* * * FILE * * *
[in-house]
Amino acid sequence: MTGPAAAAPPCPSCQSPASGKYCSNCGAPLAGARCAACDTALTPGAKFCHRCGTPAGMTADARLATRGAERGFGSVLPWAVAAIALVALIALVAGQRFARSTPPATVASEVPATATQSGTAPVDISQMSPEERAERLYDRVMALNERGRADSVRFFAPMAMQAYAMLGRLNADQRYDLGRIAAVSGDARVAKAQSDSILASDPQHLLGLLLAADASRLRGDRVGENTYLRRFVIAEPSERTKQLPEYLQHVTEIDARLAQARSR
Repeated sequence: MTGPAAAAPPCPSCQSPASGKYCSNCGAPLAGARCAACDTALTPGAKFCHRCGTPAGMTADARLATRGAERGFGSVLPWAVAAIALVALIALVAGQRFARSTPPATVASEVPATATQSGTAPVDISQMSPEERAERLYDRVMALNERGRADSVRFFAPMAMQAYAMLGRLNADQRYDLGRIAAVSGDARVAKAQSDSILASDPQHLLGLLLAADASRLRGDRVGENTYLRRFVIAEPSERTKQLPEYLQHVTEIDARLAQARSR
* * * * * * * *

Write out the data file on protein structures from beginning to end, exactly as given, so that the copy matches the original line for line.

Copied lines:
[in-house]
Amino acid sequence: MTGPAAAAPPCPSCQSPASGKYCSNCGAPLAGARCAACDTALTPGAKFCHRCGTPAGMTADARLATRGAERGFGSVLPWAVAAIALVALIALVAGQRFARSTPPATVASEVPATATQSGTAPVDISQMSPEERAERLYDRVMALNERGRADSVRFFAPMAMQAYAMLGRLNADQRYDLGRIAAVSGDARVAKAQSDSILASDPQHLLGLLLAADASRLRGDRVGENTYLRRFVIAEPSERTKQLPEYLQHVTEIDARLAQARSR
Repeated sequence: MTGPAAAAPPCPSCQSPASGKYCSNCGAPLAGARCAACDTALTPGAKFCHRCGTPAGMTADARLATRGAERGFGSVLPWAVAAIALVALIALVAGQRFARSTPPATVASEVPATATQSGTAPVDISQMSPEERAERLYDRVMALNERGRADSVRFFAPMAMQAYAMLGRLNADQRYDLGRIAAVSGDARVAKAQSDSILASDPQHLLGLLLAADASRLRGDRVGENTYLRRFVIAEPSERTKQLPEYLQHVTEIDARLAQARSR